It is often said that good communication is the first step to a good relationship. Good communication is also one of the first steps to achieving employee engagement. Gallup research has shown that consistent communication is directly correlated to increased engagement.3 In fact, employees who report daily communication with their managers have the highest rates of engagement.3 Communication between employees and their managers fosters better relationships and helps keep everyone on the same page. Research shows that employees are further engaged when they feel that their managers are invested in them as people, both in terms of their performance in the workplace as well as their lives outside of work. The very best leaders and managers make an effort to really get to know their employees and create a safe environment for collaboration and communication. When employees feel valued and understood, they are more motivated and productive. They are less likely to be the employee who is merely showing up to get a paycheck. When employees feel invested in emotionally, they are much more likely to be personally invested in the work that they do. Great leaders care about the success of their teams. They understand the individual strengths of the people on their team and provide opportunities for their strengths to be used at work every day. An excellent leader will empower employees, provide recognition, and encourage them to contribute their ideas and opinions. Because the role of manager or leader is crucial to developing employee engagement, orthodontists should treat leadership positions as unique, with distinct functional demands that require a specific talent set.4

When we work with orthodontists, we encourage them to focus on the daily transactions that they currently have with their staff. From morning huddle to chairside collaboration to staff meetings — these touchpoints should become a focus for developing the type of communication that fuels engagement. Doctors and leadership teams must strive to focus on quality and positive communication. The goal is to realize that each employee is unique, to approach them as such, and to manage toward the highest performance possible. An integral part of this type of communication is identifying the strengths of the employee. All doctors and members of practice leadership should be familiar with the strengths of each person on their team. Strengths identification offers a jumping off point to a more personal and highly effective form of management. Orthodontists know that they can’t apply the same treatment plan to all patients and expect excellent results. Likewise, they must understand that all people cannot be managed the same. Development of a leadership team is a key part of implementing an engagement strategy. Because Gallup’s research has found that managers are primarily responsible for their employees’ engagement levels, we conduct in-depth training and coaching with leadership teams and hold them accountable for their team’s engagement. We want doctors and leadership teams to take an active role in building engagement plans with their team, create accountability, track their progress, and ensure that the culture of engagement is ingrained in their strategic planning. Gallup’s Q12® Assessment is not only a measurement tool, it provides a framework for building engagement, and we encourage doctors and leadership teams to see the questions as elements for successful managing.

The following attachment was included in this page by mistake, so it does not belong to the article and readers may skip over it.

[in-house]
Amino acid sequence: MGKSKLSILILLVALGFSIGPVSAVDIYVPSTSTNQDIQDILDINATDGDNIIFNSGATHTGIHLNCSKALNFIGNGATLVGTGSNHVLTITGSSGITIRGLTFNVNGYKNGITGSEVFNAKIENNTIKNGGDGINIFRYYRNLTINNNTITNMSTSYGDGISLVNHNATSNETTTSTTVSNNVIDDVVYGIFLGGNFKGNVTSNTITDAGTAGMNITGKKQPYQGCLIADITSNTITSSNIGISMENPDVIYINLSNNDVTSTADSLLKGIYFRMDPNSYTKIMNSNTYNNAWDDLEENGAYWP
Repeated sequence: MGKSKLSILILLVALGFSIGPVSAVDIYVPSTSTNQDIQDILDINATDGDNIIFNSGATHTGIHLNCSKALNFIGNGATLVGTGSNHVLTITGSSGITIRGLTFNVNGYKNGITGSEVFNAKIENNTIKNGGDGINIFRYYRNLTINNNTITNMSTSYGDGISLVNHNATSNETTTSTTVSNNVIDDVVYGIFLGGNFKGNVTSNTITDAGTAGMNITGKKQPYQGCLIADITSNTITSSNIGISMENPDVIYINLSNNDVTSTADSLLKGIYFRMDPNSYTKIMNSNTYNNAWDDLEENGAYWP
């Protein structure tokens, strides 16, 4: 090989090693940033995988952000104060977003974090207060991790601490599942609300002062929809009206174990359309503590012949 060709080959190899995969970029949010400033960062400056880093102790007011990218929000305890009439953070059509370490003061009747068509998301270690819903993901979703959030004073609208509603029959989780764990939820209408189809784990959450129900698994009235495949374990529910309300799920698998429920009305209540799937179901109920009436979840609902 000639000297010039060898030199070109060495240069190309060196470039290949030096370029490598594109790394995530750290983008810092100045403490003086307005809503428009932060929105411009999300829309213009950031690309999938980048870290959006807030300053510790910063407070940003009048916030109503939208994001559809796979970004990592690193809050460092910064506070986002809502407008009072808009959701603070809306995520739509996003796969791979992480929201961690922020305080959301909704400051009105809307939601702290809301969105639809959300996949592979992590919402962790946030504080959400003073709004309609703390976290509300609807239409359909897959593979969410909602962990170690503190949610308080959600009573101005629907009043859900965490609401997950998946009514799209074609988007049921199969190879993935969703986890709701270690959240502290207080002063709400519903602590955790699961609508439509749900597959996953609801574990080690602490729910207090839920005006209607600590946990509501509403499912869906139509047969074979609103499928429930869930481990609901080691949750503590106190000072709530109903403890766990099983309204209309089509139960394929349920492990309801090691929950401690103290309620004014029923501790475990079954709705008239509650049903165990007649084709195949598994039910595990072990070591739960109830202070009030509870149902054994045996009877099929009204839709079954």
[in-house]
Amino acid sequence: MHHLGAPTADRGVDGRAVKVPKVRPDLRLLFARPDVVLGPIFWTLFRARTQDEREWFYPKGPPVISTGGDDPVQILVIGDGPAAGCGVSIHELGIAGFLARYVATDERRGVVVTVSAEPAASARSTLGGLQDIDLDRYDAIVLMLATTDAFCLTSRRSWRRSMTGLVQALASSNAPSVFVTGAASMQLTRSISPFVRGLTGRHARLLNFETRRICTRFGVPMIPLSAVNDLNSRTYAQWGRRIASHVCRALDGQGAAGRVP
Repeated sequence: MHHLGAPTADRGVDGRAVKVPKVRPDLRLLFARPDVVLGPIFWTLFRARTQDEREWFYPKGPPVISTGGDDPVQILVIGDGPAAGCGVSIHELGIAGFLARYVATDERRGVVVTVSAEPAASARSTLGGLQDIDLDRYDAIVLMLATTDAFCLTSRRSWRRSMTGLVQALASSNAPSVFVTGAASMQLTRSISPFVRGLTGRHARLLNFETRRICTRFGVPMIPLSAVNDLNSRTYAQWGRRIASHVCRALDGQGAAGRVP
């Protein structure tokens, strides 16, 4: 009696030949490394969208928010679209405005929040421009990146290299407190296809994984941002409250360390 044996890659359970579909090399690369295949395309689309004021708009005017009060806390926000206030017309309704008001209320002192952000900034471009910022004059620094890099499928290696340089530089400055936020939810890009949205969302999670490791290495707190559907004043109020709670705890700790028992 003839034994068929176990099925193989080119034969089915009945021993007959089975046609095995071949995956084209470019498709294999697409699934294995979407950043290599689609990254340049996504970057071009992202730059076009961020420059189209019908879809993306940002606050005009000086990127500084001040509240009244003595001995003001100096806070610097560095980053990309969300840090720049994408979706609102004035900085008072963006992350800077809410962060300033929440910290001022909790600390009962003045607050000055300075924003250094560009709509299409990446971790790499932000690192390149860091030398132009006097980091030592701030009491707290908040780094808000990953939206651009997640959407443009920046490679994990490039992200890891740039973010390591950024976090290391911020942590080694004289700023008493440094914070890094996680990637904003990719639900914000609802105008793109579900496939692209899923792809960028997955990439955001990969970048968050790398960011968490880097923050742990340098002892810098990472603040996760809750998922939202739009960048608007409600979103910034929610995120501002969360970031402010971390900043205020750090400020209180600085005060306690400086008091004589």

Building on the concept of excellent communication with employees is the development of clear expectations, goals, and consistent opportunities for review. When employees aren’t sure what is expected of them at work, they feel disconnected and frustrated. Annual reviews and written job descriptions are not enough. Gallup’s Q12 research shows that clarity of expectations is one of the most basic employee needs and is vital to performance.4 Helping employees understand their responsibilities is critical to employees’ developing a full understanding of their role. Great leaders engage in frequent conversations about responsibilities, goals, and progress with their employees. Similarly, leaders must communicate the goals of engagement in ways that their team understands. Engagement goals should be discussed frequently and woven into daily transactions with a team; it must become part of the workplace DNA. Leaders in the best companies strategically align their employee engagement efforts, meaning they find ways to communicate engagement’s effect throughout the year. They use every opportunity, touchpoint, and communication channel to reinforce and recognize the organization’s commitment to employee engagement.